Friday, October 19, 2018
A tweet that included a meme about Kanye and Kim breaking up, was actually directing people to register to vote. (Don't worry--they haven't actually broken up). Another one saying that they had the explanation of why Ariana Grande and Pete Davidson broke up also tricked people into clicking on a page urging them to register to vote.
Whatever it takes, people. Register to vote, for cryin' out loud. It's your duty as a citizen.
Thursday, October 18, 2018
the book @RealSkipBayless has raved about. Join me thursday from 6:30 to 8:30 at #Stormys just off Willow Rd in Northfield. Stories about Norm Van Lier and Fridge Perry may bring tears. Yarns about my days with pro wrestling and other career ups an downs will mk u laugh out loud pic.twitter.com/TXgw9kzQDl— Chet Coppock (@ChetCoppock) October 18, 2018
By Donald G. Evans
2018. 200p. illus. Eckhartz, paper, $20 (9781732349056)
While many Christmas-themed stories rely on warm-fuzzies, Evans’s debut collection evokes empathy
through his narrators’ flaws, ambitions, and heartaches. For some of them, the holidays offer time to reflect on relationships past. Planning to surprise his parents for Christmas, the gay narrator in “Almost” reconciles a recent breakup when his train is stalled five minutes from home. In “One Person’s Garbage,” a woman bids on Christmas knickknacks at an auction, recalling the childhood celebrations she hid from her liberal parents. Other characters use the holidays to consider their futures. In “Bah!” a hungover, onceaspiring actor forswears the stage, if only he can convince his director that this performance of A Christmas Carol is his last. And in the charming title story, Ma and her ne’er-do-well son, Willie, compete in finding the best deal on a Christmas tree, until the year Pa dies, when Willie has a new role to fill. Lovingly illustrated by Chicago artist Hannah Jennings, Evans’s 12 tales may not always be filled with cheer; but with light humor and tenderness, they do illuminate the human spirit.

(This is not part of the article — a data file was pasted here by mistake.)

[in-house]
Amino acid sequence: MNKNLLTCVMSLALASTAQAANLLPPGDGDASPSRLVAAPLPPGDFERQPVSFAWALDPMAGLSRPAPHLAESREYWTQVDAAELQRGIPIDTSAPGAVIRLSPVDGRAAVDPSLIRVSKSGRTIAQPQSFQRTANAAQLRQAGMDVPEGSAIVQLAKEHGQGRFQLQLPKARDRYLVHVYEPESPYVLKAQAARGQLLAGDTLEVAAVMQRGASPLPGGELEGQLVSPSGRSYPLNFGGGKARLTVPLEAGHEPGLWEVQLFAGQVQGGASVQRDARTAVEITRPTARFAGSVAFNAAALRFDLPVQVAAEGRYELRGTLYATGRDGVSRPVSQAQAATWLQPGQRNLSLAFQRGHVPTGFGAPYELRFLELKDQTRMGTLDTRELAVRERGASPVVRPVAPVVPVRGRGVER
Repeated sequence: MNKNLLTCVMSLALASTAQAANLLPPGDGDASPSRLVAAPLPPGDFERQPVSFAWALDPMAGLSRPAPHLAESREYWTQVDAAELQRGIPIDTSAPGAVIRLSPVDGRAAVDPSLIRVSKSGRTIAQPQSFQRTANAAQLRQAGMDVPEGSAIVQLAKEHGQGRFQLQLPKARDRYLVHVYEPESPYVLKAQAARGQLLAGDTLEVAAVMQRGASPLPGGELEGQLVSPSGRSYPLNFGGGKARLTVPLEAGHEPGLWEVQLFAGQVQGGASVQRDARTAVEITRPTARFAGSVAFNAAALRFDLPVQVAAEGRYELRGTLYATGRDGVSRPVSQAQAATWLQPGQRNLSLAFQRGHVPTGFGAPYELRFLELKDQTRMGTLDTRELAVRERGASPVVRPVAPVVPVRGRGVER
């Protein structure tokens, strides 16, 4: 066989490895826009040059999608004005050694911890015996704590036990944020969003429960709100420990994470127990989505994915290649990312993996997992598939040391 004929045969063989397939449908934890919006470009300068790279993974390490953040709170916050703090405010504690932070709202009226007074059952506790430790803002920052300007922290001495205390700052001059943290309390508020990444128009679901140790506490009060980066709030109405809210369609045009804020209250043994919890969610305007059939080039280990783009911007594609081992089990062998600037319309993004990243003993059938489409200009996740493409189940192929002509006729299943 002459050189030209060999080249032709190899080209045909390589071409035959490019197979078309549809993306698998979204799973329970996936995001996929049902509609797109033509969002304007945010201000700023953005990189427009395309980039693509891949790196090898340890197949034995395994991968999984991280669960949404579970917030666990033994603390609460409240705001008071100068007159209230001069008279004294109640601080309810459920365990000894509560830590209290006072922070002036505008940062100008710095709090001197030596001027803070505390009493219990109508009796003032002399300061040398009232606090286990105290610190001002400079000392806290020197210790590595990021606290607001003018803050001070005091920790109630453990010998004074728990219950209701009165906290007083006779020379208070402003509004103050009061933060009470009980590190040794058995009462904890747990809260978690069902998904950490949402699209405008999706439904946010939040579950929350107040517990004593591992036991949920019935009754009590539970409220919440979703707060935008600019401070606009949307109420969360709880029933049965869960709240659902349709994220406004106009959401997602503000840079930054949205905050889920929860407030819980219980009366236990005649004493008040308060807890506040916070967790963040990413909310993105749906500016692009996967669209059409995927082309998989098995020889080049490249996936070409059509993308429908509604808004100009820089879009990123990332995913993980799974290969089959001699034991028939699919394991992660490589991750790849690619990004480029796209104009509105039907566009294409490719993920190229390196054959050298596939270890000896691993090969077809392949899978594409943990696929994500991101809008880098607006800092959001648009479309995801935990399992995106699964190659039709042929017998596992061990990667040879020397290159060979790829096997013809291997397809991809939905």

— Jonathan Fullmer
When you read these details, and you see and hear the reactions of our president and secretary of state, it makes you sick to your stomach. We are helping Saudi Arabia cover this up.
A torture/murder of a Washington Post journalist who lived in America.
Doesn't get much worse than that.
I can’t say anything bad about this show. It reminds me of the kind of FM morning show co-hosted by two dudes that has proliferated since Howard Stern broke the new ground upon which they stand. Dave Stern (no relation to the aforementioned) and Rick Kaempfer are about as edgy as any guy who uses the word “penis” on FM radio. In other words, this is clean, relatively wholesome entertainment, the type you hear on terrestrial radio in between commercials for large box furniture stores and car dealerships.